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The best games you missed in 2021: World's End Club

Go getters 'em, champ

It’s hard to imagine a collaboration between Zero Escape and Danganronpa creators Kotaro Uchikoshi and Kazutaka Kodaka going under the radar, but an odd release schedule (involving dropping a half-finished experience on Apple Arcade) saw interest in the collaboration buried by the time the game hit PC last month. Which is a shame, since it’s a rather unique title in their respective careers, and it charts new waters for these cult directors.

World’s End Club was the first game the pair released since forming their own studio, Too Kyo Games, and can best be described as a bizarre but intriguing blend of platforming and death games, starring a cast of prepubescent children way too young to be fixing the world or dealing with cults. Think Danganronpa, if Danganronpa was a Saturday morning cartoon rather than a murder game filled with psychopaths.

The game may initially feel familiar to fans of Kodaka’s famous franchise when the ‘Go-Getters Club’ - a group of 10 school friends led by Reycho and including the Osakaben-speaking Kansai, the air-headed Pai, and the joyful Vanilla - wake up in an underwater facility and are asked to play a Game of Fate, requiring they complete an unknown task to win. All losers will, naturally, die. Yet this familiar setup is a mere prologue, something quickly tossed aside through almost-corny acts of friendship so the game can evolve into a cross-country platforming adventure across Japan. As they try to return home The Go-Getters Club hope to find other survivors, and understand why their coming-of-age school trip resulted in the end of humanity.

Four of the World's End Club are running through a factory facility

Placing kids in the lead role is usually either a blessing or a curse in games, giving us an all-new perspective on the world but potentially forcing us to endure the whining of immature children. In this case it works to the game’s benefit, using the Go-Getters' innocent worldview to sugarcoat the darker moments, but without undercutting their severity. When the game subverts our expectations of a death game in favour of a travelog of hijinks and mystery-solving, it doesn’t feel unwelcome. We see the gang's childish curiosity bring the excitement to the dour reality of mass extinction.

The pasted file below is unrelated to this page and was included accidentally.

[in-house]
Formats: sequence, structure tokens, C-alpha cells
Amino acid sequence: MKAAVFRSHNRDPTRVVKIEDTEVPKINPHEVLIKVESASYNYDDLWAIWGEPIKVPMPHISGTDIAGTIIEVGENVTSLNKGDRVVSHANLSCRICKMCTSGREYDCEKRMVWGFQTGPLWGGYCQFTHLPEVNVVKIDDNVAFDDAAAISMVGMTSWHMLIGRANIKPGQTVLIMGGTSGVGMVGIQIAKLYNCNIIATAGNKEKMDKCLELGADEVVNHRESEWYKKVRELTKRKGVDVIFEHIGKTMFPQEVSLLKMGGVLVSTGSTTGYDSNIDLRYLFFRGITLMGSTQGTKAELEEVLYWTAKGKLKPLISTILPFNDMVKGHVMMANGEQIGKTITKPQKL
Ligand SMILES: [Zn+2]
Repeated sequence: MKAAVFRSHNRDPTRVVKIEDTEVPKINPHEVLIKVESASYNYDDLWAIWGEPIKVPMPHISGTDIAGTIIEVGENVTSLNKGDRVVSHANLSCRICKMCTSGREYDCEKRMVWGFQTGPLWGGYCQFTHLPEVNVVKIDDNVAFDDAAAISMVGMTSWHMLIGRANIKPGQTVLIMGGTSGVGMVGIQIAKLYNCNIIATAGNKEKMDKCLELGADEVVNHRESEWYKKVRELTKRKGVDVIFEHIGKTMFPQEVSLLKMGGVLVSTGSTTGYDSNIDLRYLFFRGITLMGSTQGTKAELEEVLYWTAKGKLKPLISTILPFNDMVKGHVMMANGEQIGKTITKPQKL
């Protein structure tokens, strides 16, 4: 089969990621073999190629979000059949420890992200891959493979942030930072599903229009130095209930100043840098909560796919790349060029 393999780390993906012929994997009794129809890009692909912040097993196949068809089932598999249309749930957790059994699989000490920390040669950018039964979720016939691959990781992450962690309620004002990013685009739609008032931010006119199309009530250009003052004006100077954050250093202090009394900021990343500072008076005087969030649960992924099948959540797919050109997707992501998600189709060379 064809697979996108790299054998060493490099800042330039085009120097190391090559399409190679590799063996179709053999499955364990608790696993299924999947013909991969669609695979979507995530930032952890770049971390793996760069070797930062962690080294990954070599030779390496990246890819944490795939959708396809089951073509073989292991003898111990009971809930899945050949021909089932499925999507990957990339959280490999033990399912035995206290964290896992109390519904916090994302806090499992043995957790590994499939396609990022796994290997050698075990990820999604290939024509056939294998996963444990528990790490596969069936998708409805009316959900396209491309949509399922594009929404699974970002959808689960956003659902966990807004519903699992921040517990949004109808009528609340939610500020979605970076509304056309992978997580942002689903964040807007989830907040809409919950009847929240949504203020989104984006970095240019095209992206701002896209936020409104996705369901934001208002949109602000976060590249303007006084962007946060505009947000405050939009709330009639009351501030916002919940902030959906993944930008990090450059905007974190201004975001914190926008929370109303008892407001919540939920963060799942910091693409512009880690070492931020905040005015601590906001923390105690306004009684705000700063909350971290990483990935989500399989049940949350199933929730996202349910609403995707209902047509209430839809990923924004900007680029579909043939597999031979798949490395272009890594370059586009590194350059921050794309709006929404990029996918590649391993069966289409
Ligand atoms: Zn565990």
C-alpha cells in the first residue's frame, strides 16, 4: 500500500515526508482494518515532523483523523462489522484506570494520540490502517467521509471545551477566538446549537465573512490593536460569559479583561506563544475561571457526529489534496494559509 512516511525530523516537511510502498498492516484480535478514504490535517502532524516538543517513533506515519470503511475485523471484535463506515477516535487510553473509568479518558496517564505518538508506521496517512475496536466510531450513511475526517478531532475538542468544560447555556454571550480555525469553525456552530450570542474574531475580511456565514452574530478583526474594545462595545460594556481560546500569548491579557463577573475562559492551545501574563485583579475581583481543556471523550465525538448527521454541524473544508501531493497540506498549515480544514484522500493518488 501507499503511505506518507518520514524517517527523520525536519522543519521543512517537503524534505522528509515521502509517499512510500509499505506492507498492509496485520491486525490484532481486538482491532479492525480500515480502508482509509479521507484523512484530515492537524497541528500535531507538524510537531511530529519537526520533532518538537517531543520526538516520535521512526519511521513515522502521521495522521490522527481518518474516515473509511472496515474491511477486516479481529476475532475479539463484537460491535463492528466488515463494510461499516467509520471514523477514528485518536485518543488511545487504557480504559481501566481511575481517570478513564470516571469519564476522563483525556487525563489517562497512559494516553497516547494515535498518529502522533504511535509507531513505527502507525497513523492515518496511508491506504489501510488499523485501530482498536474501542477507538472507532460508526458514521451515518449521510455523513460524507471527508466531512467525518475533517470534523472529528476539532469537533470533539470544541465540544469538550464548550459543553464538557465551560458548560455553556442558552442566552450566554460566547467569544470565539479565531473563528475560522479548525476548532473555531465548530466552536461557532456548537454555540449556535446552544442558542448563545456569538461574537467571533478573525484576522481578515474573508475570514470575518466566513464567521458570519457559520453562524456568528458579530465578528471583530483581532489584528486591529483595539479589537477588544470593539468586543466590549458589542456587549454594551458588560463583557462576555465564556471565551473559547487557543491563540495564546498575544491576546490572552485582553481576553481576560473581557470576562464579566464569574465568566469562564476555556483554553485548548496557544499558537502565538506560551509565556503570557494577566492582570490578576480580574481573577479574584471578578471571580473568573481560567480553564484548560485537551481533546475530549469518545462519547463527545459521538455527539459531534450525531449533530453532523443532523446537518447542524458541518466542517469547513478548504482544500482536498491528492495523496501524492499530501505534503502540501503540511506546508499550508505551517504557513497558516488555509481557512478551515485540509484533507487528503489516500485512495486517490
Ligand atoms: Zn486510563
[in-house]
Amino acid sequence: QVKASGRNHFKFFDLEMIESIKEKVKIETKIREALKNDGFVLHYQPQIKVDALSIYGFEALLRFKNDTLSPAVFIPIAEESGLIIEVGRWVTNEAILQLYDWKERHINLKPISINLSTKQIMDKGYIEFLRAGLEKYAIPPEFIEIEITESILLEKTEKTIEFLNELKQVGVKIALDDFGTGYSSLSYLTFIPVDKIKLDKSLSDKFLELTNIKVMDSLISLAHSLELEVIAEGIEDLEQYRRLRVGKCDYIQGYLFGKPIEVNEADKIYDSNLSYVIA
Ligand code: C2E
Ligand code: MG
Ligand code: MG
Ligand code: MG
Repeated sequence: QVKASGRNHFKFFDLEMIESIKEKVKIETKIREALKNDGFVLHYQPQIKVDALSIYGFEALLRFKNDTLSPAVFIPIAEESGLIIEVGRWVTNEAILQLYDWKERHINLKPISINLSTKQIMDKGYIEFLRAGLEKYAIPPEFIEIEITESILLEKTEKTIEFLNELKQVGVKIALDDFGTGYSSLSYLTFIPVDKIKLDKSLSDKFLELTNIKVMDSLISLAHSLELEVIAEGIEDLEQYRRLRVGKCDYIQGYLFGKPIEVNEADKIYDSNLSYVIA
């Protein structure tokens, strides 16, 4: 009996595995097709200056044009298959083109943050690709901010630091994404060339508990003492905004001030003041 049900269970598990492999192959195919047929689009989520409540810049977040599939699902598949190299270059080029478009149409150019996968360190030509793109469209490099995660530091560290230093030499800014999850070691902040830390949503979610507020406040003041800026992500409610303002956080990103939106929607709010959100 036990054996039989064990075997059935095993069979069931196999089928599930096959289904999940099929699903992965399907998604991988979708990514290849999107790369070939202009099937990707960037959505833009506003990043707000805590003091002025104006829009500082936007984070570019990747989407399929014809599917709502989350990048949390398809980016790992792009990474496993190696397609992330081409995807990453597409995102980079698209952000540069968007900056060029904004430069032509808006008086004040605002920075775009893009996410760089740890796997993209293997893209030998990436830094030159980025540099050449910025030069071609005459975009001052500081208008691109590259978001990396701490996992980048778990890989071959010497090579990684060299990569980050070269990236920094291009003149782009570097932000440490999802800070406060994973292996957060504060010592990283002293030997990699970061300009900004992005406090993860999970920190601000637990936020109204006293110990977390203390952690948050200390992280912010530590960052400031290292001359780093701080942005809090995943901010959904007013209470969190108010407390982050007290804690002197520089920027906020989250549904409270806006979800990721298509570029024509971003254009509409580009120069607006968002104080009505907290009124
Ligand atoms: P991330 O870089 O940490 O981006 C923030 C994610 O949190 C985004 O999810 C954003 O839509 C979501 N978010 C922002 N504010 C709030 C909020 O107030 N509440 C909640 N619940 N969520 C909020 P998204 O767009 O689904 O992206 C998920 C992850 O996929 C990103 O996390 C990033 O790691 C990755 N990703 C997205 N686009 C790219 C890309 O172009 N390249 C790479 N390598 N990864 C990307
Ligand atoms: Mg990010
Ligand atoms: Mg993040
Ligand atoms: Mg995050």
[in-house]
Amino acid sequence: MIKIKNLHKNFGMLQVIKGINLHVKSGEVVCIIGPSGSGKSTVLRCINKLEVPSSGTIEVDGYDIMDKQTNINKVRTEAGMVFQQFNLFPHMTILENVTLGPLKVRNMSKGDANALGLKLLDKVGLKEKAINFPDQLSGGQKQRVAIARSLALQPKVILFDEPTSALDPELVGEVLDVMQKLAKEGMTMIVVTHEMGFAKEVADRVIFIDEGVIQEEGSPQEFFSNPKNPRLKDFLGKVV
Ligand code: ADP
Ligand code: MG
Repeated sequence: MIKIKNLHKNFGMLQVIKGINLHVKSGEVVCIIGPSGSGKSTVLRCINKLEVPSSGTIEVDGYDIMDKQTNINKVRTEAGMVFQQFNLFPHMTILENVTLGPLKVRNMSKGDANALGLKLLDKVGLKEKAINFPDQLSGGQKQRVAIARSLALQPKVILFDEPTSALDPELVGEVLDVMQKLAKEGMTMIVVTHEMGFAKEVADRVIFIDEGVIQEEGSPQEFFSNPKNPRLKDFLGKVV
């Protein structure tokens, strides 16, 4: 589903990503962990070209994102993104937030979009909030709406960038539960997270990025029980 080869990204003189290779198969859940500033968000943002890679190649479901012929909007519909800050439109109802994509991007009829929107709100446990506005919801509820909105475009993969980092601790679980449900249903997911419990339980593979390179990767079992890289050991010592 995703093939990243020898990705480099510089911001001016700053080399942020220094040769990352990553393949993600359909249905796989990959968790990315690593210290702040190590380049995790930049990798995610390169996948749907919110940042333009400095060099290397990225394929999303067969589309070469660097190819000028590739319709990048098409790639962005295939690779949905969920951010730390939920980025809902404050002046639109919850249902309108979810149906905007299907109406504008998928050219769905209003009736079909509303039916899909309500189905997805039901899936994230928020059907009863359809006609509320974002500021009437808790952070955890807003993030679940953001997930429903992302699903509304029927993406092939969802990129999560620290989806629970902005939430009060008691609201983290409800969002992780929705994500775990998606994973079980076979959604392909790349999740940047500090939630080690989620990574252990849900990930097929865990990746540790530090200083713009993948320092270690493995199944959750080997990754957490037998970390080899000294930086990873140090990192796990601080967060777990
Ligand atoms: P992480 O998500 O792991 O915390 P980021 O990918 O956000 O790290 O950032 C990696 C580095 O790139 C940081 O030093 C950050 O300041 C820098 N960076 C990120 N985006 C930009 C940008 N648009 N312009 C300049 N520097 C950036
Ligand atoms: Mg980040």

Even as devastation is ever-present, this childishness coats it with a lighthearted, mysterious tone. Gameplay is split between platforming, story, and camping segments, the latter an excuse to see these children act their age, making jokes and laughing over the warmth of a campfire. You still wonder how the world came to such ultimate disrepair (especially as your journey provides more questions than answers regarding your circumstances), but rather than giving in to despair we instead get wrapped up in the moment.

The gang in World's End Club standing in what looks like a rocky, grassy moorland

It’s almost serene. While we journey alone through Japanese cities reclaimed by nature, these abandoned cities feel like inviting playgrounds for the kids to explore. And explore they can, as 2D platforming segments are far more prominent here than the minor puzzle segments in previous games by Kodaka and Uchikoshi. Platforming is simplistic, but the journey between cities ensures environments feel unique, blended with the personality of their real-world equivalents. Character abilities also mix up the play (for example, the tiny-yet-tough Chuko spits fire when she stubbornly eats spicy Karamucho).

There are flaws to be found in the somewhat railroaded conclusion, but above all else World's End Club is an inviting adventure that examines the ideas these creators are known for through a more lighthearted lens. It’s a satisfying experience, with story and characters that grip you from beginning to end.

I’d join the Go-Getters Club! Why don’t you do the same?

About the Author
Alicia Haddick avatar

Alicia Haddick

Contributor

Alicia found time to drag themselves away from the cinema, their collection of Polaroids and film cameras and their games to actually put some words together! Good for them!

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